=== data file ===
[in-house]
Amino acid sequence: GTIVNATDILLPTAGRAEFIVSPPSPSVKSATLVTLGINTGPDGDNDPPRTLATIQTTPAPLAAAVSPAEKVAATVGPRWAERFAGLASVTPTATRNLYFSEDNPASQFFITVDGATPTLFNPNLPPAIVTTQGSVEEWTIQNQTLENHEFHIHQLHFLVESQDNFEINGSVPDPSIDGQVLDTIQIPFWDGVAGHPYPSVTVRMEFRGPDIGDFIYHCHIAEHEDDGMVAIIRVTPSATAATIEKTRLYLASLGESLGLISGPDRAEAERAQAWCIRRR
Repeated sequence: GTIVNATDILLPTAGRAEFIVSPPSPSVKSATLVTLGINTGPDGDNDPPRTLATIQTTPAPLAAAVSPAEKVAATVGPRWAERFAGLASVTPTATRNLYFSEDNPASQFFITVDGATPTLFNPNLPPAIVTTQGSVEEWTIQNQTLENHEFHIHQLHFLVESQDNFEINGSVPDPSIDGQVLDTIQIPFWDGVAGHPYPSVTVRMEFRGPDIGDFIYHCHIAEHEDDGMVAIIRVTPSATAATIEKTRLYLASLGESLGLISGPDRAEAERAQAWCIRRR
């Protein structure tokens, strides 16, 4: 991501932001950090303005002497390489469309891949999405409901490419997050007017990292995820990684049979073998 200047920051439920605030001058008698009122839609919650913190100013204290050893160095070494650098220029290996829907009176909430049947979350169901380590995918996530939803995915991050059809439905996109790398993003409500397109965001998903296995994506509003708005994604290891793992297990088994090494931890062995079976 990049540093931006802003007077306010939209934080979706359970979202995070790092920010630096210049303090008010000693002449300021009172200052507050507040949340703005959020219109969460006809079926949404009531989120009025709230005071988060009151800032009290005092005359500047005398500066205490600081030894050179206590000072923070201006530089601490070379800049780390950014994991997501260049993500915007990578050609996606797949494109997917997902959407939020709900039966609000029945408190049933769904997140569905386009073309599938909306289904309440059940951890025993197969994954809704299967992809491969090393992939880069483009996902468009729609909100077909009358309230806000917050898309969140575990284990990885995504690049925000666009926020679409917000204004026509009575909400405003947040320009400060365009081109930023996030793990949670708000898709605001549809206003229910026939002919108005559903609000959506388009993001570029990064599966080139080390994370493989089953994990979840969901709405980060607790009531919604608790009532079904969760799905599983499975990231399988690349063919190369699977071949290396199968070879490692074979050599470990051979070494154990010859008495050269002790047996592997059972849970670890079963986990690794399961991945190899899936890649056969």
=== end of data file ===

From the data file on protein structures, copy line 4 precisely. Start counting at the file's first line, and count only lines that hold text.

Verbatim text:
């Protein structure tokens, strides 16, 4: 991501932001950090303005002497390489469309891949999405409901490419997050007017990292995820990684049979073998 200047920051439920605030001058008698009122839609919650913190100013204290050893160095070494650098220029290996829907009176909430049947979350169901380590995918996530939803995915991050059809439905996109790398993003409500397109965001998903296995994506509003708005994604290891793992297990088994090494931890062995079976 990049540093931006802003007077306010939209934080979706359970979202995070790092920010630096210049303090008010000693002449300021009172200052507050507040949340703005959020219109969460006809079926949404009531989120009025709230005071988060009151800032009290005092005359500047005398500066205490600081030894050179206590000072923070201006530089601490070379800049780390950014994991997501260049993500915007990578050609996606797949494109997917997902959407939020709900039966609000029945408190049933769904997140569905386009073309599938909306289904309440059940951890025993197969994954809704299967992809491969090393992939880069483009996902468009729609909100077909009358309230806000917050898309969140575990284990990885995504690049925000666009926020679409917000204004026509009575909400405003947040320009400060365009081109930023996030793990949670708000898709605001549809206003229910026939002919108005559903609000959506388009993001570029990064599966080139080390994370493989089953994990979840969901709405980060607790009531919604608790009532079904969760799905599983499975990231399988690349063919190369699977071949290396199968070879490692074979050599470990051979070494154990010859008495050269002790047996592997059972849970670890079963986990690794399961991945190899899936890649056969």